Three package bombs at Austin homes in the last two weeks are believed to be related, Austin police said Monday as they investigated two explosions Monday morning within 5 hours of each other.
In total, the three explosions have killed two people and injured two others.
In the third explosion just 11:50 a.m. Monday, a 75-year-old Hispanic woman walked outside her home in southeast Austin and found a package. It exploded when she picked the package up, Interim Chief of Police Brian Manley said, describing the packages used as average size boxes that are “not exceptionally large.” The packages are not from any of the official mail or delivery services.
At last report, Manley said the woman was in critical, but stable condition with life-threatening injuries following the blast in the 6700 block of Galindo Street, not far from the intersection of Montopolis Drive and East Riverside Drive.
“It shook my house and it shook my body,” said Isaiah Guerrero, who says he was in his room when he heard the explosion. Guerrero says he climbed onto his roof where he could see police walking up to one of his neighbors’ homes. “From that angle, you could actually see the house that got the package sent to them.”
Manley implored members of the community with any information on the explosions — “however trivial you believe it to be,” he said — to contact police. There is currently no description available of a possible suspect or suspect vehicle.
Anyone who finds a suspicious package they were not expecting at their home should stay away from the box and call 911, the chief urged.
Austin-Travis County EMS says a 17-year-old boy died earlier Monday after an explosion around 6:44 a.m. in the 4800 block of Oldfort Hill Drive, which is near the intersection of Springdale Road and East Martin Luther King Jr. Boulevard. The boy’s mother was also injured in the blast.
Chief Manley said one of the residents had taken a package from the front porch inside and it exploded when they tried to open it in the kitchen. A woman injured in the explosion had non-life threatening injuries.
Police initially investigated a second package they found in the home and evacuated neighbors from the area using Capital Metro buses, but later determined the second package was not dangerous.
The FBI’s teams out of Austin and Dallas are helping the Austin Police Department in its investigation. The national office of the Bureau of Alcohol, Tobacco, Firearms and Explosives is sending a team. The postal inspector is also assisting, as well as the Texas Department of Public Safety’s K-9 team.
“We will leave no stone unturned, because we are not going to allow this to go on in our city,” Manley said. Addressing South by Southwest, which brings a large number of visitors into Austin this week, the chief said people should be aware of what’s going on and look for things that are suspicious.
“We continue to work with law enforcement and our venues to address the safety of SXSW attendees,” a festival spokesperson said. “At this time the Austin Police Department does not believe that the incidents are connected to the event. The substantial security operation already in place for SXSW has been instructed to be extra vigilant.”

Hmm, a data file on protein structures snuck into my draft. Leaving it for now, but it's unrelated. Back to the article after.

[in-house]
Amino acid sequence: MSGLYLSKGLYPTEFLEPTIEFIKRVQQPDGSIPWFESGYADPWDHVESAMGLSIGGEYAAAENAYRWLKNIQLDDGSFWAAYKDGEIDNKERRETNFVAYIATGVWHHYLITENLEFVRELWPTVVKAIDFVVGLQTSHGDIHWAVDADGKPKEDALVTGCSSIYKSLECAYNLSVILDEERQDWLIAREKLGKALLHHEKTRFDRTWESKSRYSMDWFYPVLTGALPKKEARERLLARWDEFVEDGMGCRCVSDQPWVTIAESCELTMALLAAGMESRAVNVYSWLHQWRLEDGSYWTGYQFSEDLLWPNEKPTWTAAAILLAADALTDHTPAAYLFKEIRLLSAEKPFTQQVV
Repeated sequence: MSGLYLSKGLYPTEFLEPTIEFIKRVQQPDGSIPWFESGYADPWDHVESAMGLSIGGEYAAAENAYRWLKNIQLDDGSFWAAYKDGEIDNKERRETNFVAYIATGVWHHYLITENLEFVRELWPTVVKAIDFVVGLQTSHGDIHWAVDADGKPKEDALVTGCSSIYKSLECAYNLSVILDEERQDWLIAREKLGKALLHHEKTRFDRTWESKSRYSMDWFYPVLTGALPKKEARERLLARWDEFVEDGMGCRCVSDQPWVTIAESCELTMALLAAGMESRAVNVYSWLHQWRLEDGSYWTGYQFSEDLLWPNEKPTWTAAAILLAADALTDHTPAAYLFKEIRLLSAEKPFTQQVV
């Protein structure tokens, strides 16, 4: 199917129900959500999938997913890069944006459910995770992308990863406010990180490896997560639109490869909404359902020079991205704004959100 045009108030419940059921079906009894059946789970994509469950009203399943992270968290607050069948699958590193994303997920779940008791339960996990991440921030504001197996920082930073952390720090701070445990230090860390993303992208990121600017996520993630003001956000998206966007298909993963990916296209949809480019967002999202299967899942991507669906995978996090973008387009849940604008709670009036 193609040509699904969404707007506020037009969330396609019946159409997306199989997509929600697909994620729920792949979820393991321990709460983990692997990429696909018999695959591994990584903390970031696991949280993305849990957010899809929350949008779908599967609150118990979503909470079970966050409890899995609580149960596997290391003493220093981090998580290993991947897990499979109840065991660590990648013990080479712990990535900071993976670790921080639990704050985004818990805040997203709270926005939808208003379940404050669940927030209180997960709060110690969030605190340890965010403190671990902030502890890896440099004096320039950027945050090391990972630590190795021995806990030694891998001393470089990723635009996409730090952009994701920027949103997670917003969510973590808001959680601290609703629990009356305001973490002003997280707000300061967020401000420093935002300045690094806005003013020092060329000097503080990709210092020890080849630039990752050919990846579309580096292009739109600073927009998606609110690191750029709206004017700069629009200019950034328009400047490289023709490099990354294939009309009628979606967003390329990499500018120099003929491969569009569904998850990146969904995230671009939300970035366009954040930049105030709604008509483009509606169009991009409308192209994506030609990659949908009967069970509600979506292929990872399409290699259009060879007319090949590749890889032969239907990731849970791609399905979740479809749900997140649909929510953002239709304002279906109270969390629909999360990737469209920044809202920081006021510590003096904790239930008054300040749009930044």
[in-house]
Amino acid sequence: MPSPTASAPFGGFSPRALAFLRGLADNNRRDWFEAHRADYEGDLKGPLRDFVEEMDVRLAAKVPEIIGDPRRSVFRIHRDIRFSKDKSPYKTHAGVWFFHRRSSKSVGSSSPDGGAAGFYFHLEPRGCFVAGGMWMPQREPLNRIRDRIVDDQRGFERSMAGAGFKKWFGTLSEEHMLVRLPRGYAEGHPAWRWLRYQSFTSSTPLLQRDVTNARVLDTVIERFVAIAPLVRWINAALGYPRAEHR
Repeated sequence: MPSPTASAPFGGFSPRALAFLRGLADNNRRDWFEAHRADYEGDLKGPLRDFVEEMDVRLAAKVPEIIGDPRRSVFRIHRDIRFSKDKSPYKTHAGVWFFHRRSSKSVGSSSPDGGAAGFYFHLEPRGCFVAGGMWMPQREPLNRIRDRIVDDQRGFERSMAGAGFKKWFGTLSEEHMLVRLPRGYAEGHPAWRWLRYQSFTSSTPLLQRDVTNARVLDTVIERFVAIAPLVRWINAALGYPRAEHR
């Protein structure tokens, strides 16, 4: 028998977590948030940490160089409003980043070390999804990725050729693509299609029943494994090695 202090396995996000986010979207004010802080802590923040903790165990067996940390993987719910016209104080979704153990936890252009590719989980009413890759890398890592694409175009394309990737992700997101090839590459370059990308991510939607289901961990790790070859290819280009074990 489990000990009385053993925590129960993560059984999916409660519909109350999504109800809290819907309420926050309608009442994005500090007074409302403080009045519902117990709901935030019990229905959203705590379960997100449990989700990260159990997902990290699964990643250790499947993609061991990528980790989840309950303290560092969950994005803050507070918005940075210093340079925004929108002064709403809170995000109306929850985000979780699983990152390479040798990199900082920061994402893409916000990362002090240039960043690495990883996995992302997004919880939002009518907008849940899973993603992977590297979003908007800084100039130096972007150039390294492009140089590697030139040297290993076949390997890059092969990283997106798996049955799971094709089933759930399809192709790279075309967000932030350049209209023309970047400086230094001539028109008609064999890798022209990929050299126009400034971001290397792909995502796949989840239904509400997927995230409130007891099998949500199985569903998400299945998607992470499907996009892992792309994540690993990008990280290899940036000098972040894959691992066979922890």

APD does not know if the victims are the intended targets, because they are being left at homes with multiple residents.
Third explosion in a month
A man died at his northeast Austin home toward the beginning of March after a “device” exploded, police say. Anthony Stephan House died after the explosion on his front porch around 6:55 a.m. March 2, in the 1100 block of Haverford Drive, which is about 12 miles away from Oldfort Hill Drive neighborhood.
The Washington Post is reporting House’s stepfather, Freddie Dixon, was good friends with the grandfather of the teenager killed Monday.
Police said at the time they believed the Haverford Drive explosion was an isolated incident. Now, they are investigating the explosions as related, and re-classified House’s death from “suspicious” to “homicide.”
“We do see similarities and believe these cases are linked at this time,” Manley said. He acknowledged that both victims in the first two explosions were African-American, saying at this point police are not ruling out that these incidents could be hate crimes.
“We’re just acknowledging and we’re looking at any possible motivations that would link these two cases together so that we can put this case together, understanding the victimology and who might these individuals had known and had in common,” Manley said.
Police say they know what the first explosive device was, but are not sharing specifics during the investigation.
Beware suspicious packages
Regarding unexpected or suspicious packages you may find in the front of your home, Chief Manley said, “Under no circumstance should use touch them, move them or handle them in any way. But instead, make that call [to 911] and, if you can, exit your residence or go to the back of the residence until that time that we can get there and deem that safe.”
Police say the package that arrived at Anthony House’s home was not delivered through the U.S. Postal Service or any other delivery service. They are working to determine if the second package was delivered by a company or dropped off by an individual. USPS says it did not deliver the second package.
APD believes the third explosion package was not delivered by any official delivery or mail service either. “These are very powerful devices,” Manley warned, citing the damage done to the front porch in the first explosion earlier this month.
As of Tuesday morning, Austin police have received 150 reports of other suspicious packages compared to just two last Monday. Police have given the all-clear following the reports.